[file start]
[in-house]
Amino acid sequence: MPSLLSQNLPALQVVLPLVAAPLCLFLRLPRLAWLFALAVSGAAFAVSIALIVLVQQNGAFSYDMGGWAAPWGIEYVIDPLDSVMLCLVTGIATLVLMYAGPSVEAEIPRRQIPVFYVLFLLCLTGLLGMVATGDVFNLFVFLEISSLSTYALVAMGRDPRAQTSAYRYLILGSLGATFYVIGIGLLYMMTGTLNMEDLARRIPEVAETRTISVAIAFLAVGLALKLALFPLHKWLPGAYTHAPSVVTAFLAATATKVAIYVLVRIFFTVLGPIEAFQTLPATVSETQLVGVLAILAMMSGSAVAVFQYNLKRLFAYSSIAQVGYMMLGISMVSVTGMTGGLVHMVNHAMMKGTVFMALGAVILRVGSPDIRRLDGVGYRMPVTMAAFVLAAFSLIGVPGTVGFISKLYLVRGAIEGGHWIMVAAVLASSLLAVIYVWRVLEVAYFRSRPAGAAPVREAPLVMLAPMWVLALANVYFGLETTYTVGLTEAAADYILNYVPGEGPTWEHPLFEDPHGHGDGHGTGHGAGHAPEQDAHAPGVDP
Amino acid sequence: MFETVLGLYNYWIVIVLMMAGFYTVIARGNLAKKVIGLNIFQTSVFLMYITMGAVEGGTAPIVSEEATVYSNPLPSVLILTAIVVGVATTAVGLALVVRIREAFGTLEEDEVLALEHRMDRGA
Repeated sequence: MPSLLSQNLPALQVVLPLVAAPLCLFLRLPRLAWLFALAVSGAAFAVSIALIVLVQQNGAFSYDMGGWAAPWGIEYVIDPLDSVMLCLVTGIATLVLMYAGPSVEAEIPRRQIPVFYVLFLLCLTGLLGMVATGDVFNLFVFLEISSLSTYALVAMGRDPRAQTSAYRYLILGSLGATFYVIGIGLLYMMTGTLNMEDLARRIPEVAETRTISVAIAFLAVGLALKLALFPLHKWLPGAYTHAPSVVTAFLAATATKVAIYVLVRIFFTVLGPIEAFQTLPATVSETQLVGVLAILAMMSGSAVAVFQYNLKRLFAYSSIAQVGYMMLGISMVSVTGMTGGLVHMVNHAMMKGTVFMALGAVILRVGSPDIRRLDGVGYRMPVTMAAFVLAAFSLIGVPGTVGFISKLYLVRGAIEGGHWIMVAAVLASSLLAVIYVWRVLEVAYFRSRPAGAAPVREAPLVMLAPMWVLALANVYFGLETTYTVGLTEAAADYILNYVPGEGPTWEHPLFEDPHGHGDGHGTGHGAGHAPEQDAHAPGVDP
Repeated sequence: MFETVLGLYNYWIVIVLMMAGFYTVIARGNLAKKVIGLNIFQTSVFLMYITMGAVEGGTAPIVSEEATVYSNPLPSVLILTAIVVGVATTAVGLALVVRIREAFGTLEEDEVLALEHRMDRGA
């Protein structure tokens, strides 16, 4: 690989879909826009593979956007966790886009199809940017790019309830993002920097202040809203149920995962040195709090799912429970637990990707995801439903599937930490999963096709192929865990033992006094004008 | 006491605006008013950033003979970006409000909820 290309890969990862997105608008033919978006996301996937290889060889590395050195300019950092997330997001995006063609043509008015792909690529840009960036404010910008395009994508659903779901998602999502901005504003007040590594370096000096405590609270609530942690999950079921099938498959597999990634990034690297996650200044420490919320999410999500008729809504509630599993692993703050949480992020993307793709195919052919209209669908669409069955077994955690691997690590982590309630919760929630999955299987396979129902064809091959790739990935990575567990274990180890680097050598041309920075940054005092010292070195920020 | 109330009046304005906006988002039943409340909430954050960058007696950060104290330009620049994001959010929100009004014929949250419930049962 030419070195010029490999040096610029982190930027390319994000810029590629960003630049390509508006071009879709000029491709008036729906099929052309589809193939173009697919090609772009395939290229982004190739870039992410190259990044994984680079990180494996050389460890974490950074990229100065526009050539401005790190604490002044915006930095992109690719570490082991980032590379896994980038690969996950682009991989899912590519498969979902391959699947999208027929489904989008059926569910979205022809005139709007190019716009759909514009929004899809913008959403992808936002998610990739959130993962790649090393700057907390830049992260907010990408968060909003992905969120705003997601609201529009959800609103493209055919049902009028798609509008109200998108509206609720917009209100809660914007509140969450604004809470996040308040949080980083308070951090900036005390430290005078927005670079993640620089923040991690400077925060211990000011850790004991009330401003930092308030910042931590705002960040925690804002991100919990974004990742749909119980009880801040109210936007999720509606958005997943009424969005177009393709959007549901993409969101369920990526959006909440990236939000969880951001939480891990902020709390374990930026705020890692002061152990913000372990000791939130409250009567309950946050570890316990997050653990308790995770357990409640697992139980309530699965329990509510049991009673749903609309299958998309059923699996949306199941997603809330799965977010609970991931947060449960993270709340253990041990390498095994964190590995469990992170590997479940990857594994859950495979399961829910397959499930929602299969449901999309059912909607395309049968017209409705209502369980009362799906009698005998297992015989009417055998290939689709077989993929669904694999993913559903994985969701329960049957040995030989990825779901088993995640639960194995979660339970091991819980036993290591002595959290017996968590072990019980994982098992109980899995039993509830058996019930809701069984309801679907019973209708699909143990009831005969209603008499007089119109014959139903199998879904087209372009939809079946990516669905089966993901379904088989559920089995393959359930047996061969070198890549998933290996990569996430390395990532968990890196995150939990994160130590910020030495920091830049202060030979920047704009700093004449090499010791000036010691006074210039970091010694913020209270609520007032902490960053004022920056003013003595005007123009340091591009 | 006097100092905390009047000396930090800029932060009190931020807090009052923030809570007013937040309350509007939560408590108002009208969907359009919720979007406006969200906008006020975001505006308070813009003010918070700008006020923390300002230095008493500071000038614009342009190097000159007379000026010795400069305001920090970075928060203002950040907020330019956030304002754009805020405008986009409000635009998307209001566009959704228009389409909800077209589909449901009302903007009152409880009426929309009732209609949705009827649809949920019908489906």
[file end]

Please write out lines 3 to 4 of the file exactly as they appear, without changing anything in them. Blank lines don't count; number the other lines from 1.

Amino acid sequence: MFETVLGLYNYWIVIVLMMAGFYTVIARGNLAKKVIGLNIFQTSVFLMYITMGAVEGGTAPIVSEEATVYSNPLPSVLILTAIVVGVATTAVGLALVVRIREAFGTLEEDEVLALEHRMDRGA
Repeated sequence: MPSLLSQNLPALQVVLPLVAAPLCLFLRLPRLAWLFALAVSGAAFAVSIALIVLVQQNGAFSYDMGGWAAPWGIEYVIDPLDSVMLCLVTGIATLVLMYAGPSVEAEIPRRQIPVFYVLFLLCLTGLLGMVATGDVFNLFVFLEISSLSTYALVAMGRDPRAQTSAYRYLILGSLGATFYVIGIGLLYMMTGTLNMEDLARRIPEVAETRTISVAIAFLAVGLALKLALFPLHKWLPGAYTHAPSVVTAFLAATATKVAIYVLVRIFFTVLGPIEAFQTLPATVSETQLVGVLAILAMMSGSAVAVFQYNLKRLFAYSSIAQVGYMMLGISMVSVTGMTGGLVHMVNHAMMKGTVFMALGAVILRVGSPDIRRLDGVGYRMPVTMAAFVLAAFSLIGVPGTVGFISKLYLVRGAIEGGHWIMVAAVLASSLLAVIYVWRVLEVAYFRSRPAGAAPVREAPLVMLAPMWVLALANVYFGLETTYTVGLTEAAADYILNYVPGEGPTWEHPLFEDPHGHGDGHGTGHGAGHAPEQDAHAPGVDP